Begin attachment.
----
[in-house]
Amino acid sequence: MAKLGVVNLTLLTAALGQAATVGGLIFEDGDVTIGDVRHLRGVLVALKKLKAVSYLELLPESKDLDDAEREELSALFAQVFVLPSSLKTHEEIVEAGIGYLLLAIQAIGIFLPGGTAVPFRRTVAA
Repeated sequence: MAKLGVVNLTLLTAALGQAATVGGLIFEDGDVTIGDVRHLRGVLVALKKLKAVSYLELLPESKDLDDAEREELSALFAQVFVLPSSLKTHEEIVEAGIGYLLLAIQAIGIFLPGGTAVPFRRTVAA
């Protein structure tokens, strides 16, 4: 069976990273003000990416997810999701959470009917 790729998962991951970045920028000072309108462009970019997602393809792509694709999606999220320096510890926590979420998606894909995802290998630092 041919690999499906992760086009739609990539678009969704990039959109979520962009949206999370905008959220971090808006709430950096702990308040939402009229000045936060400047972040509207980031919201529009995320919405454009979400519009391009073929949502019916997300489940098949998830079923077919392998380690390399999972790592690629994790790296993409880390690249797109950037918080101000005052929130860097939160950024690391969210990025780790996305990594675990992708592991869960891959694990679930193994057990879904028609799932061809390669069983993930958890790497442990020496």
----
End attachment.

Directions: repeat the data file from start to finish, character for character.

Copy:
[in-house]
Amino acid sequence: MAKLGVVNLTLLTAALGQAATVGGLIFEDGDVTIGDVRHLRGVLVALKKLKAVSYLELLPESKDLDDAEREELSALFAQVFVLPSSLKTHEEIVEAGIGYLLLAIQAIGIFLPGGTAVPFRRTVAA
Repeated sequence: MAKLGVVNLTLLTAALGQAATVGGLIFEDGDVTIGDVRHLRGVLVALKKLKAVSYLELLPESKDLDDAEREELSALFAQVFVLPSSLKTHEEIVEAGIGYLLLAIQAIGIFLPGGTAVPFRRTVAA
């Protein structure tokens, strides 16, 4: 069976990273003000990416997810999701959470009917 790729998962991951970045920028000072309108462009970019997602393809792509694709999606999220320096510890926590979420998606894909995802290998630092 041919690999499906992760086009739609990539678009969704990039959109979520962009949206999370905008959220971090808006709430950096702990308040939402009229000045936060400047972040509207980031919201529009995320919405454009979400519009391009073929949502019916997300489940098949998830079923077919392998380690390399999972790592690629994790790296993409880390690249797109950037918080101000005052929130860097939160950024690391969210990025780790996305990594675990992708592991869960891959694990679930193994057990879904028609799932061809390669069983993930958890790497442990020496």